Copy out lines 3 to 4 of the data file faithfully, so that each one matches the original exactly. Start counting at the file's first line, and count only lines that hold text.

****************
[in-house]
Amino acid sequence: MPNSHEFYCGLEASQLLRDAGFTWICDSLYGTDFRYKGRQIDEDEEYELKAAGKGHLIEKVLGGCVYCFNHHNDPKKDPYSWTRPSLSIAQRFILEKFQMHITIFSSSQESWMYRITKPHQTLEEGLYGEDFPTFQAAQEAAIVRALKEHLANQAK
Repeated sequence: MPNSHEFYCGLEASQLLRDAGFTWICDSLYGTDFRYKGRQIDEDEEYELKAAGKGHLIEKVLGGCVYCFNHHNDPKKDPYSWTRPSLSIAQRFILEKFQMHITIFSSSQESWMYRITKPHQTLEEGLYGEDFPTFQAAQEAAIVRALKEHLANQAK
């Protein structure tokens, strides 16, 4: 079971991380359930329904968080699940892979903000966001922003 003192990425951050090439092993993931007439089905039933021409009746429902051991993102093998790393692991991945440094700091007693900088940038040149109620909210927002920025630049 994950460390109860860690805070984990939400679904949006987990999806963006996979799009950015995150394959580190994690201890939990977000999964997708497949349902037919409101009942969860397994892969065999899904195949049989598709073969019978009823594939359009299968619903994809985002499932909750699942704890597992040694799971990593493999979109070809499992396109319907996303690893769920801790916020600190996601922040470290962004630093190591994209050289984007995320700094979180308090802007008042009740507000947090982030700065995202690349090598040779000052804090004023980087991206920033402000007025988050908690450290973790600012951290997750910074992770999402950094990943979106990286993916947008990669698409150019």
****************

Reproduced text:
Repeated sequence: MPNSHEFYCGLEASQLLRDAGFTWICDSLYGTDFRYKGRQIDEDEEYELKAAGKGHLIEKVLGGCVYCFNHHNDPKKDPYSWTRPSLSIAQRFILEKFQMHITIFSSSQESWMYRITKPHQTLEEGLYGEDFPTFQAAQEAAIVRALKEHLANQAK
């Protein structure tokens, strides 16, 4: 079971991380359930329904968080699940892979903000966001922003 003192990425951050090439092993993931007439089905039933021409009746429902051991993102093998790393692991991945440094700091007693900088940038040149109620909210927002920025630049 994950460390109860860690805070984990939400679904949006987990999806963006996979799009950015995150394959580190994690201890939990977000999964997708497949349902037919409101009942969860397994892969065999899904195949049989598709073969019978009823594939359009299968619903994809985002499932909750699942704890597992040694799971990593493999979109070809499992396109319907996303690893769920801790916020600190996601922040470290962004630093190591994209050289984007995320700094979180308090802007008042009740507000947090982030700065995202690349090598040779000052804090004023980087991206920033402000007025988050908690450290973790600012951290997750910074992770999402950094990943979106990286993916947008990669698409150019």